snow-covered ground to transport their lumber, and the
large trunks are piled on the frozen rivers to be floated
down to the ports when the summer comes.

Often these forest lands are cut down and grass sown
instead, and then herds of cattle are raised ; in fact,
this has been done in many places to such an extent that
steps have to be taken to replace the trees by careful

30 An 1 tit rod act lull to the

On the other hand, in some parts the forests have been
cleared and the country now occupied by dense popula-
tions engaged in manufactures and intensive farming,
to meet to some extent the wants of these people. This
is the case in most parts of the British Isles which
at one time were covered with forests, which have given
place to cultivated land.

Then the chief occupation of the people was farming,
but with the use of coal and the invention of machinery,
the chief occupation now is manufacturing, and the
country is no longer able to produce enough food for the
dense population.

The same is met to a greater or less extent in most of
the European countries.

The Tundra. — Leaving the Temperate Forests and
proceeding north, the trees become smaller and less
numerous and finally another kind of desert is met, the
Tundra or frozen desert. During the greater part of
the year it is extremely cold, great depths of snow
abound, and there is only a short summer. During this
short summer small plants grow rapidly and a large
number of reindeer live on these plants.

The people who live in these parts hunt these animals
and live upon their flesh, in fact the reindeer is to them
what the horse is to the rancher and the camel to the hot
desert traveller.

When the Arctic seas melt during the short summer
these people spend their time fishing and hunting the
bear and the seal. They naturally live a very hard life,
and are stunted in growth and very primitive. Such
are the Eskimo and the Lapps, and thev live in such
places as North Asia, North Europe and North America,
where these continents are washed by the Arctic oc^an.

Wild animals such as bears, wolves and foxes are to
be met in these parts, and when the seas are frozen and
fishing is impossible the people move south towards the
fringe of the Temperate Forests and hunt the fox and
the caribou.

They often build their houses of snow, as they lead a
wandering or nomadic existence. They use the skins

Geogra'phy of Sierra Leone. 31.

and furs of animals for their clothing and live upon,
the fish and flesh that they obtain, and their life is one
long continuous struggle, and they are not numerous.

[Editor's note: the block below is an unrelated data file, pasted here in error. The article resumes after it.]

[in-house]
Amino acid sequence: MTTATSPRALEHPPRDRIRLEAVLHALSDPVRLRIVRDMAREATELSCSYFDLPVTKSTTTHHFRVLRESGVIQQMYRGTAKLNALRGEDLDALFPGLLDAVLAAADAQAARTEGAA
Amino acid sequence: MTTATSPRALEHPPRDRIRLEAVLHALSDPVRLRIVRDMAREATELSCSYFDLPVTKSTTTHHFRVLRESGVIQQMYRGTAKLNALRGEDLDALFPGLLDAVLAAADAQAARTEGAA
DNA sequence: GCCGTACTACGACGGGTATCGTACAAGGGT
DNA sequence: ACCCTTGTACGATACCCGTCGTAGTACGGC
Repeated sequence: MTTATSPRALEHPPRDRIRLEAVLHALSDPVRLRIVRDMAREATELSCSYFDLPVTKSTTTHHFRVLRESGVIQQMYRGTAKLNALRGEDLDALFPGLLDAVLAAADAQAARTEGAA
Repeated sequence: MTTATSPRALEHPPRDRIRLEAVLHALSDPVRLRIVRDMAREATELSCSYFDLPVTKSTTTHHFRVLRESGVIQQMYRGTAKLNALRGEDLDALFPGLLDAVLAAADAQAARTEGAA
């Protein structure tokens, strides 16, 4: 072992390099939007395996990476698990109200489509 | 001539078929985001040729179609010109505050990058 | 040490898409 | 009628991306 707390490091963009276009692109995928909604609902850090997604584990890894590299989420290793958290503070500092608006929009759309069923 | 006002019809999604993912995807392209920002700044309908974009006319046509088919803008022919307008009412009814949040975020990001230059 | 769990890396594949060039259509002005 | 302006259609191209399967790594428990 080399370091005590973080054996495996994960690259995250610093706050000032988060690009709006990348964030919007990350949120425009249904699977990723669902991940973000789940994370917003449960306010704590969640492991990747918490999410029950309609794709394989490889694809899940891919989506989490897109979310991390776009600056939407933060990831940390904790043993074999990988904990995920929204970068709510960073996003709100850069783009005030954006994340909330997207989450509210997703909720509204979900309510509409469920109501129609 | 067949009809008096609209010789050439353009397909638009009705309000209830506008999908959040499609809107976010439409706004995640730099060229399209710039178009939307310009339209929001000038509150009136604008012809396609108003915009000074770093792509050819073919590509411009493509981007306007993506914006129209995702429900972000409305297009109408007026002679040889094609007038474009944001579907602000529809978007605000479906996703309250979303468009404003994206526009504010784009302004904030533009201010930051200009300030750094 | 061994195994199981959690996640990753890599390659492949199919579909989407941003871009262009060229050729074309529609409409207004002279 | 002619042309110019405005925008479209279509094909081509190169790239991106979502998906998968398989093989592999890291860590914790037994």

Besides these main divisions which really hold true^^
only when great land masses are considered, there are
the lands which do not answer to any of these descrip-
tions now. In most of these the effects of the sea on the-
climate and the older civilisation have done much to
change their character.

For example, the greater part of England was once-
Temperate Forest land, but now there are only two very
small and carefully preserved forests in England. The
trees have been cut down, the land tilled to supply food
for the workers in the various industries and mined to
obtain the valuable minerals.

This applies to the greater part of Europe. The grass
lands in Russia are cultivated and produce enormous-
quantities of wheat ; forests and grass lands have
largely disappeared in Central Europe, and rye and
sugar beet grown instead. In these parts the popula-
tion is dense, men can work all the year round, and their
work does not depend to any extent upon the seasons.
Here manufactures of all kinds of goods go on, mining
of all sorts of minerals, and where the countries border
the sea, fishing.

Countries like Norway, Holland, Spain, Portugal,
France and England, wbii-ch have long coast lines, pro-
duce many fishers, and in the past these people were-
great travellers on the sea, and most of the explorers
were drawn from among them. Again, the effect of the
seafaring life is still seen in the fact that these people-
are the sailors of to-day, but now engaged in the mer-
cantile marine.

With such wide interests and such opportunities, the^
activities of people living in these parts are stimulated,
and among them is found the highest state of civilisa-
tion in the world. Where they have emigrated to other
parts such as America, Australia, or New Zealand they
have carried their civilisation with them and developed'
these countries along the lines of their home countries,.

:j2 An Inlruihutiun to tlie

aiul llie iiiUueuce of these people is felt throughout the

Ill couiitrii^s where they cannot live or do not wish to
settle, they do their utmost to develop the countries
through the natives, so that now, the native of Central

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Online LibraryHarold MichellAn introduction to the geography of Sierra Leone → online text (page 2 of 10)